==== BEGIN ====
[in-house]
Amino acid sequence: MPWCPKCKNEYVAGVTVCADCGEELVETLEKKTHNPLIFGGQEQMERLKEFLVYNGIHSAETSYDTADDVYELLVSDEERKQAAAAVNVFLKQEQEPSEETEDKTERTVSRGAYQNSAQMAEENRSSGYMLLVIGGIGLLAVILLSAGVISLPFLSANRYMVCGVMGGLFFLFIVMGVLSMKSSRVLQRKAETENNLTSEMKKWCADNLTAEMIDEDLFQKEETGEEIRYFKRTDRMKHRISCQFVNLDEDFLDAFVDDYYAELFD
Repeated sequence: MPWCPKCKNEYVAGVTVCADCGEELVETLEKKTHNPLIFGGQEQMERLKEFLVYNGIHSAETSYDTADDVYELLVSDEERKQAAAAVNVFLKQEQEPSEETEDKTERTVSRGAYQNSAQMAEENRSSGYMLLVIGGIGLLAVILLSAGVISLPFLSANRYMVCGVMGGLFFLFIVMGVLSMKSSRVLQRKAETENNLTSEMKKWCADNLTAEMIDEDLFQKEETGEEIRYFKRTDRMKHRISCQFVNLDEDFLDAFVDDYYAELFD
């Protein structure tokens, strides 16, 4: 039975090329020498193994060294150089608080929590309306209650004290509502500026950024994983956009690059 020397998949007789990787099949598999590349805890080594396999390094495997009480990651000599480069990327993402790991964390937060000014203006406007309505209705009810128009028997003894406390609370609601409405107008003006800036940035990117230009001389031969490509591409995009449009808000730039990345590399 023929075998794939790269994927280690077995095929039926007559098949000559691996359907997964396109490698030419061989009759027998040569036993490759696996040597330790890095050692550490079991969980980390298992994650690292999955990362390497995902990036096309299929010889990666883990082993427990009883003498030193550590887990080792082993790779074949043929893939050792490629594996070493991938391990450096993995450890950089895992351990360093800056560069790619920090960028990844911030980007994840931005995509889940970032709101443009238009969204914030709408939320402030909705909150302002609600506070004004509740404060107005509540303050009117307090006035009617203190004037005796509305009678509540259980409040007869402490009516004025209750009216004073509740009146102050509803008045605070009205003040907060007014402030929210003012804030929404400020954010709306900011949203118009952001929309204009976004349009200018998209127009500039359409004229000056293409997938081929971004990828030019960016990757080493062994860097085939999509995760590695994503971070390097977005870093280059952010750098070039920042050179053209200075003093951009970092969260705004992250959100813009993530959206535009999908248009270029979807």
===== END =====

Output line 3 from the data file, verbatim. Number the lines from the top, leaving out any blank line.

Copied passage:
Repeated sequence: MPWCPKCKNEYVAGVTVCADCGEELVETLEKKTHNPLIFGGQEQMERLKEFLVYNGIHSAETSYDTADDVYELLVSDEERKQAAAAVNVFLKQEQEPSEETEDKTERTVSRGAYQNSAQMAEENRSSGYMLLVIGGIGLLAVILLSAGVISLPFLSANRYMVCGVMGGLFFLFIVMGVLSMKSSRVLQRKAETENNLTSEMKKWCADNLTAEMIDEDLFQKEETGEEIRYFKRTDRMKHRISCQFVNLDEDFLDAFVDDYYAELFD